Conclusion 1
It will take more time for the market for NGA formats at home to become established. The time frame will be set by codec releases from known vendors, by technical preparation of professional production and of distribution networks (content creation and delivery). And finally by support from the consumer industry regarding the implementation of codecs and offering sophisticated reproduction systems (home theater systems, 3D sound projectors, 3D binaural headphones virtualization).

But never forget – many people are still quite happy with the "easy listening" experience with no interaction needed on their part to select from a list of available audio tracks. Another limiting factor is also the practical implications of receiving immersive audio for viewers globally! Just a fraction of consumers will have the chance to use the higher order audio formats in their home or when out and about using mobile devices. For the majority of countries, we should expect that just 5... 10% of households will be prepared and capable of using real 5.1 or higher order audio formats (17% of German households had 5.1 AV home systems in 2014, by Verband Deutscher Musikindustrie). All the others will get immersive and surround sound content just as (rendered) stereo downmix.

Conclusion 2
One question remains. What is the real definition of immersive with the new audio formats? And who will get the most out of it? Immersive can mean very different things to different people and not necessarily just a case of hearing sounds from above! Simple, well done audio recordings can be really immersive! In a simple format that delivers a meaningful audio experience! In recent years, the quality of audio productions has not improved in terms of natural and good sounding audio content. We are living in a world where many audio programs no longer represent the dynamic range and the structure that such content should typically offer. Whilst in previous decades, audio professionals did their best to overcome the technical limitations, now that we have all digital technologies, we cannot maintain the audio quality of the content anymore! Loudness is largely solved, but as we see in many cases now, speech intelligibilty is often worse than ever.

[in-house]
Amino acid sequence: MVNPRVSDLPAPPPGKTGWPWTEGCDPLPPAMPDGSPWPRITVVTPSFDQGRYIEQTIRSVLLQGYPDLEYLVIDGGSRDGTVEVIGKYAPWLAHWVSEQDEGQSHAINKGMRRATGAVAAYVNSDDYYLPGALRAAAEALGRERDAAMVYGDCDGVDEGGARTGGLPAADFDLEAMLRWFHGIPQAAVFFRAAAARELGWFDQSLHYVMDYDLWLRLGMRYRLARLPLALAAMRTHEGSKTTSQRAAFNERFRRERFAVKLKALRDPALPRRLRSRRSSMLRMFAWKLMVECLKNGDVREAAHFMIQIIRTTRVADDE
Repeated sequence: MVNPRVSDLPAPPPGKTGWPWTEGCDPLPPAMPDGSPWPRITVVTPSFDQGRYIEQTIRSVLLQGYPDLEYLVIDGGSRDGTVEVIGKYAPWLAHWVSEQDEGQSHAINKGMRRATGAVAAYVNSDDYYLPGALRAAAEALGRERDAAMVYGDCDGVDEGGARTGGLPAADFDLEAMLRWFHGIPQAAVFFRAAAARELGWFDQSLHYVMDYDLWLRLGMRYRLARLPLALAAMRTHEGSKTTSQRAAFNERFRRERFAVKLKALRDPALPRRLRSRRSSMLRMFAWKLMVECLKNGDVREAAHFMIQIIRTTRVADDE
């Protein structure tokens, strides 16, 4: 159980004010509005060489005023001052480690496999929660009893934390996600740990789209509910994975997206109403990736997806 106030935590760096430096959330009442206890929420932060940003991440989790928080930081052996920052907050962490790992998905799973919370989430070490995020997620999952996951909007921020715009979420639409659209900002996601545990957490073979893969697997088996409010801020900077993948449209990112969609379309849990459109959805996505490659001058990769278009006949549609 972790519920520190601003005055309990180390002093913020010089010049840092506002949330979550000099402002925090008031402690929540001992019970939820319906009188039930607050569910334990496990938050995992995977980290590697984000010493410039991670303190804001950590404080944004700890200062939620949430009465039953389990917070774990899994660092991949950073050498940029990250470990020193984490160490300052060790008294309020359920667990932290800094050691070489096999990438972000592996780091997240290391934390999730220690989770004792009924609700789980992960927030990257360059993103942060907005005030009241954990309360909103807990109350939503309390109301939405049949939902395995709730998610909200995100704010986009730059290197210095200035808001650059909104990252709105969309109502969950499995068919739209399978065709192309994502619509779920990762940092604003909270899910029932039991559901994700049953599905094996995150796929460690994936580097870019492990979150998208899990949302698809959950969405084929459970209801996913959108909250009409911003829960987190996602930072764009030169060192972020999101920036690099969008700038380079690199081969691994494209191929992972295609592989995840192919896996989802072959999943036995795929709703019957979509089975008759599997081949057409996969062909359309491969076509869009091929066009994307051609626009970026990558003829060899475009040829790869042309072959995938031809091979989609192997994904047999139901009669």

Yes, there is some audio from above and it is surrounding us, but by nature we do not focus on listening from above. So I guess the third dimension in audio cannot be the motivation to move to modern and new codec systems alone. Many common codecs in use today are from an old generation. New codecs can bring technical improvements and higher audio quality level at lower bit rates. The aspect of object based audio (OBA) and the option for personalization of delivered audio content is maybe more attractive for many consumers even if it does not really improve the delivery and performance of audio programs. Three dimensional audio and object based audio – both formats will require changes to production and delivery. Now is the time to discuss and explore how to move forward in the direction of creating a new audio experience.

This article is also available to read at BFV online as part of this issue's Audio feature here, page 33.